US advised to focus on regional stability while responding to CPEC

Published April 26, 2020
US President Donald Trump waves at a crowd alongside Chinese President Xi Jinping. — AFP/File
US President Donald Trump waves at a crowd alongside Chinese President Xi Jinping. — AFP/File

WASHINGTON: The United States needs to focus on regional stability, especially in the context of deepening hostility between India and Pakistan, while formulating its response to the China-Pakistan Economic Corridor (CPEC), says a new US report.

The report — ‘How the United States should deal with China in Pakistan’ — also urges Washington to keep an eye on the longer-term geopolitical challenges posed by China’s increased involvement in the region while responding to CPEC.

“CPEC cannot fail — that is a political and diplomatic impossibility,” argues author Daniel Markey while advising Washington on how to deal with this project. “For Pakistan, China remains an important partner and lifeline. For China, CPEC remains both a closely watched test case for the export of China’s development model and a prestige project.”

Mr Markey, a China expert at the Carnegie Tsinghua Center for Global Policy, Washington, also underlines the need for focusing on growing tensions between India and Pakistan while reviewing China’s influence in Pakistan.

“Over the past year, India and Pakistan have again reached the brink of war. Another India-Pakistan military crisis may be brewing this summer,” he warns.

Report urges Washington to remain engaged with China

He urges the Trump administration to appreciate Beijing’s role as a potential diplomatic partner for restraining India and Pakistan from war. “If tensions in China-US relations inhibit cooperation in the midst of a South Asian crisis, all sides will lose,” he adds.

Mr Markey notes that at present Washington tends to see Indian military strikes against Pakistan as “justified responses” while Beijing emphasises Pakistan’s “strategic obligation to respond forcefully” to aggression by its much larger neighbour.

“This mismatch is dangerous and warrants an intensive round of strategic stability talks between US and Chinese diplomats,” says the author while urging both to “better choreograph future diplomatic engagements” with New Delhi and Islamabad.

Mr Markey argues that while India-Pakistan tensions should be “the first and most immediate concern” for US policy makers, they should also be mindful of China’s impact on their plans for a complete military withdrawal from Afghanistan.

He notes that Washington has long perceived Beijing’s close ties with Islamabad as a potential leverage point, specifically as a means to encourage Pakistan to place greater pressure on its friends among the Taliban. “Although China never delivered a breakthrough in support of US war aims in Afghanistan, neither has it played a spoiler,” says the author while urging Washington to remain engaged with Beijing for persuading Islamabad to play a more positive role in the Afghan dispute.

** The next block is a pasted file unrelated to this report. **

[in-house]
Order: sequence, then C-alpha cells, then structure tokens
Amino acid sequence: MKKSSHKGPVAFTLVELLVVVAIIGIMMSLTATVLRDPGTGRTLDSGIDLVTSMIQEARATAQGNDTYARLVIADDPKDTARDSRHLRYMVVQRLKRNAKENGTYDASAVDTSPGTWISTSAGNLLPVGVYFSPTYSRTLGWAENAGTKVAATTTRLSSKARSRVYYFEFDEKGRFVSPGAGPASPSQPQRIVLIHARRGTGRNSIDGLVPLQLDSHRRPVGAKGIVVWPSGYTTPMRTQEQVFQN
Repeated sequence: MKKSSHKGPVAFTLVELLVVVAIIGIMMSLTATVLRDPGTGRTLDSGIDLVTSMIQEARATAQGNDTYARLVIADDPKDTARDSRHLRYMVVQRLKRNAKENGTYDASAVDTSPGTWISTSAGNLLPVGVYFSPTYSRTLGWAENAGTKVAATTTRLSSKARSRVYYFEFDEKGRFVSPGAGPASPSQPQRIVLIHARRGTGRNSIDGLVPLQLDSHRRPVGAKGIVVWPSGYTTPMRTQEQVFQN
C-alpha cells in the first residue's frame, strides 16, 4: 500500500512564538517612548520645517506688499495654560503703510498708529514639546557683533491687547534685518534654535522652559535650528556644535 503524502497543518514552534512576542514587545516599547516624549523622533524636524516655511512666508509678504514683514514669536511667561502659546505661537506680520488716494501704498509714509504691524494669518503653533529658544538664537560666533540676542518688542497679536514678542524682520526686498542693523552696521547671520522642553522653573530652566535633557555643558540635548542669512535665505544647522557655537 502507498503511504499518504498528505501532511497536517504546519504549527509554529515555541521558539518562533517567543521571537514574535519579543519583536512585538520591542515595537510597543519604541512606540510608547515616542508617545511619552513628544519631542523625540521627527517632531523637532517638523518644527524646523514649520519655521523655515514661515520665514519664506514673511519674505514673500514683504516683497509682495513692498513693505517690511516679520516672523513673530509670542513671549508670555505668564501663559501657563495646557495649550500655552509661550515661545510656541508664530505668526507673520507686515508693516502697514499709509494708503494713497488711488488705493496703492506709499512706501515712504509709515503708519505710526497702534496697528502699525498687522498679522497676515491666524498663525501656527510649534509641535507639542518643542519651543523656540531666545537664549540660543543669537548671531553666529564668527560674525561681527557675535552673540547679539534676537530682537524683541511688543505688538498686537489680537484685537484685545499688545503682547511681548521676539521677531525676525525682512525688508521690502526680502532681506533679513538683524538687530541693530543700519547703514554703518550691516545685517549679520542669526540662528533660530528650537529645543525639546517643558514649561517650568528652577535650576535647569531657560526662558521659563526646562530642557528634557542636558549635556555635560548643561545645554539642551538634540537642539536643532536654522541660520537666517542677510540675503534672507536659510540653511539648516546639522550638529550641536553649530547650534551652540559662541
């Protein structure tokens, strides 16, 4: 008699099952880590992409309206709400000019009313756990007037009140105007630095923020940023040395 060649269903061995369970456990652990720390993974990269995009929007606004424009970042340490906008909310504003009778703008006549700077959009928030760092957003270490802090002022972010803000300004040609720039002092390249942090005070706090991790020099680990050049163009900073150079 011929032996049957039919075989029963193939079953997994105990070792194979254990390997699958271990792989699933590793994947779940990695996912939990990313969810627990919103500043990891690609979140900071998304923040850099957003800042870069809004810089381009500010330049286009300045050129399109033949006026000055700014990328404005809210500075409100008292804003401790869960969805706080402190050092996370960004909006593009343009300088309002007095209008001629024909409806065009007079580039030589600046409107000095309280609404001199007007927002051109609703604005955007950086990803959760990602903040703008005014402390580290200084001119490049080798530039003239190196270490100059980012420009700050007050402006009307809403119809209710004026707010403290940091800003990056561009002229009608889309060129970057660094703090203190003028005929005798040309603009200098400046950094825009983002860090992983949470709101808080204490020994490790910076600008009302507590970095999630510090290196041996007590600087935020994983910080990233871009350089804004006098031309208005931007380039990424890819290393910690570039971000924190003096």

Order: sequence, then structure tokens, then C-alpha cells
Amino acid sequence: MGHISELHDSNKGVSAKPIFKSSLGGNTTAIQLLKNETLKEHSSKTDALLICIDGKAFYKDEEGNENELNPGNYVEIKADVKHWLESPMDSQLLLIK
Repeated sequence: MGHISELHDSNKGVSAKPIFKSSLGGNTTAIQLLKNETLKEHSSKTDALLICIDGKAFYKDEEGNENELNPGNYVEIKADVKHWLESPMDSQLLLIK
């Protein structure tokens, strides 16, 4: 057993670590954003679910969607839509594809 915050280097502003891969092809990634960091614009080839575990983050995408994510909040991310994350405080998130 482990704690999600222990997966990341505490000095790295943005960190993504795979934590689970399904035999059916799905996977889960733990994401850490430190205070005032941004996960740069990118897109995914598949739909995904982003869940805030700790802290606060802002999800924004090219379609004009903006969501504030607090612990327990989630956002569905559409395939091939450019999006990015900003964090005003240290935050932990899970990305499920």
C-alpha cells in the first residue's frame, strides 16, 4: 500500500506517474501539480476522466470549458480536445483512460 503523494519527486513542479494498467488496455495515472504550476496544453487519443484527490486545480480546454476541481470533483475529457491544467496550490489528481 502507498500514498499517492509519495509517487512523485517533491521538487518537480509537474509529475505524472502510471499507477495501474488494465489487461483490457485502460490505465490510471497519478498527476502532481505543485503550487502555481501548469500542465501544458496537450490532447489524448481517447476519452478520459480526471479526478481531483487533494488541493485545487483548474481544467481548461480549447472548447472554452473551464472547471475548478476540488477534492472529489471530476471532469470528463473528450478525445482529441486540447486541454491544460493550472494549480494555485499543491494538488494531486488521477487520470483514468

Mr Markey reminds Washington also to watch how Beijing’s growing political influence in Pakistan is allegedly “strengthening repressive, illiberal governance” in the country.

“Over the long run, the United States will want to weigh the geopolitical implications of the China-Pakistan defence partnership,” including how it will enable China to “project military power into South Asia and the Middle East,” he argues.

According to the author, Washington’s future policies should take two ground realities into account: First, Pakistan has no particular desire to take a side in the brewing geopolitical competition between the United States and China. Second, CPEC is only one slice of the China-Pakistan relationship.

He reminds US policy makers that many Pakistanis tend to question US motivations, “doubting Washington’s noble, liberal rhetoric about freedom and assuming those words mask ulterior aims, from safeguarding commercial and security interests to practicing outright imperialism”.

Similarly, “Chinese rhetoric about noninterference in the sovereign affairs of other states strains credulity for many Pakistanis,” he adds. “But in the aftermath of a terribly fraught two decades of dealing with the United States, Washington’s claims of beneficence ring equally hollow.” Instead of framing the US policy response to CPEC as a narrow competition over the commercial and economic issues of “cost, debt, transparency, and jobs”, Mr Markey urges US policymakers to “train their focus on […] broader aspects of China’s relationship with Pakistan”, which includes Islamabad’s concerns about New Delhi.

Published in Dawn, April 26th, 2020

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